Each year we see signs of resurrection on the feast of Trumpets, which teach us and confirm to us what God is doing. This year on Rosh Hoshana we saw many signs of death and resurrection. One such sign was that Darla was stung by a bee, and as I pulled out the stinger, the word came to mind, "O death, where is thy sting?"
Normally, such an event would pass by with little notice. But when these events happen on feast days, they take on a prophetic significance.
Sagittarius, the Centaur Archer
The Hebrew name for Sagittarius is Kesith, "the archer." in Arabic, its name is Al Kaus, "the arrow."
Sagittarius is the figure of a Centaur, a creature of a man from the waist up and a horse from the waist down. He is holding a great bow drawn and ready to shoot an arrow into the heart of Scorpio, the Scorpion.
This sign pictures the Messiah coming with the dual nature of heaven and earth, much like the decan in Virgo named Centaurus, which has already been mentioned. But Sagittarius is pictured as an archer (Heb. moreh, "teacher or archer"). Even as a skilled archer hits the bulls eye, so also does a skilled teacher accurately identify and clarify the heart of a matter.
The word appears in Joel 2:23, where the KJV translates it "the former rain moderately." It can also be translated "Teacher of Righteousness." In fact, the Sadducees in Jesus' day believed that their founder (a man named Zadok, "righteousness") fulfilled this prophecy in Joel 2:23. I believe that Joel was prophesying of Jesus Christ. This forms part of the background conflict between Jesus and the Sadducees as well.
Rev. 6:2 portrays the counterfeit Archer, saying,
"And I looked, and behold, a white horse, and he who sat on it had a bow; and a crown was given to him; and he went out conquering and to conquer."
Rev. 19:11 portrays the true Archer, saying,
"And I saw heaven opened; and behold, a white horse, and He who sat upon it is called Faithful and True; and in righteousness He judges and wages war."
The decans of Sagittarius are:
1. Lyra (the harp, but originally, an eagle holding a harp)
2. Ara (the altar)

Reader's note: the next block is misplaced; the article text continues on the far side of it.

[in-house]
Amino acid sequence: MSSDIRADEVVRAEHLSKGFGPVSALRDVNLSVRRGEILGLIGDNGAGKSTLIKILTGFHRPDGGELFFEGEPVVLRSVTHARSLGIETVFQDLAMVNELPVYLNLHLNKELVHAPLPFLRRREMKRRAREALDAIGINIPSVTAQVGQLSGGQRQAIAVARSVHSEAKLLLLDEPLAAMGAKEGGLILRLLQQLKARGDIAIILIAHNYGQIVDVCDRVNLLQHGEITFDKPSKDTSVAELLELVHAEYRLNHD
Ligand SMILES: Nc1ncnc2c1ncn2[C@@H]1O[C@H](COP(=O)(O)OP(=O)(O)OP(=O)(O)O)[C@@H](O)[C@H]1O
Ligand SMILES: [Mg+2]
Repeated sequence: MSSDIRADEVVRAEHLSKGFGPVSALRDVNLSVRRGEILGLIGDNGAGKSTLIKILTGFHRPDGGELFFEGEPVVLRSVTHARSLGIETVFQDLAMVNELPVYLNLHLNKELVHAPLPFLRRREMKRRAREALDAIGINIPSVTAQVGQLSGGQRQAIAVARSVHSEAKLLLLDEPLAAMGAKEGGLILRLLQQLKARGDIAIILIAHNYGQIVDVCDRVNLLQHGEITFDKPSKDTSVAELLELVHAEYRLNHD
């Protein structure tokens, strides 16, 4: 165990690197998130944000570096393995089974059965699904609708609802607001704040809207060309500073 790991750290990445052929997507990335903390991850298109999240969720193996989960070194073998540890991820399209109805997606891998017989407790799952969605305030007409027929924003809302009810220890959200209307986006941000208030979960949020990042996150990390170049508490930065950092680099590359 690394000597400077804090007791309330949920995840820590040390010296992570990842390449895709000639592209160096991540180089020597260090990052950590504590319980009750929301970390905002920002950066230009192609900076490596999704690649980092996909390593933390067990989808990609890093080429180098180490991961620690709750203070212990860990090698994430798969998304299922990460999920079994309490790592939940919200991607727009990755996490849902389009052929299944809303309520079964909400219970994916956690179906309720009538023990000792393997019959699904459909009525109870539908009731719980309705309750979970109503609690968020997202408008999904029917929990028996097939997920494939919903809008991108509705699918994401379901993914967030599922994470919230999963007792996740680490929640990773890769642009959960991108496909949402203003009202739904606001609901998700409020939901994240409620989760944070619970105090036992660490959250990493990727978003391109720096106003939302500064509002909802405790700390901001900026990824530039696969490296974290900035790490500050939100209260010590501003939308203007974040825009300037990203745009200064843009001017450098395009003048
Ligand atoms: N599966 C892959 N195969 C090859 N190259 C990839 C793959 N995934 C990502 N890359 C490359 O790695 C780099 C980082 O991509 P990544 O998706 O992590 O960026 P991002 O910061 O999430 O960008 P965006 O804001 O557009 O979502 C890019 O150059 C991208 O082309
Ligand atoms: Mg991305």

3. Draco ("the trodden on," that is, the dragon)
Lyra speaks of the "new song" in Rev. 14:3 sung by the overcomers. They are the eagles holding the harp. As the Body of Christ, they have participated in victorious spiritual warfare to bring the earth out of bondage, even as God did in Ex. 19:4.
Ara is the altar of fire. Biblical altars were places of sacrifice, not only to judge sin but also to redeem us by paying the penalty for sin. This decan identifies the fiery judgment of God with an altar of redemption. Hence, its Arabic name is Al Mugamra, "the completing or finishing." It prophesies of the restoration of all things by means of judgment on the altar of God.
Draco is another picture of the enemy, like the serpent and the scorpion. This constellation winds around nearly half of the night-time sky and encompasses "a third of the stars of heaven" (Rev. 12:4). The most prominent star in Draco is Thuban. About 4600 years ago Thuban was the Polar Star, but today it has been replaced by Polaris. It is as if to say that the orientation of the earth is shifting from Drago to a new star.
In Revelation 12 the dragon who encompasses a third of the stars of heaven is conquered by Michael and his angels (vs. 7). On earth the Body of Christ "overcame him because of the blood of the Lamb and because of the word of their testimony" (vs. 11). This testimony comes from the archers/teachers who bear witness of the true Archer, Jesus Christ.
This is the second part of a series titled "God Prophetically Named the Stars." To view all parts, click the link below.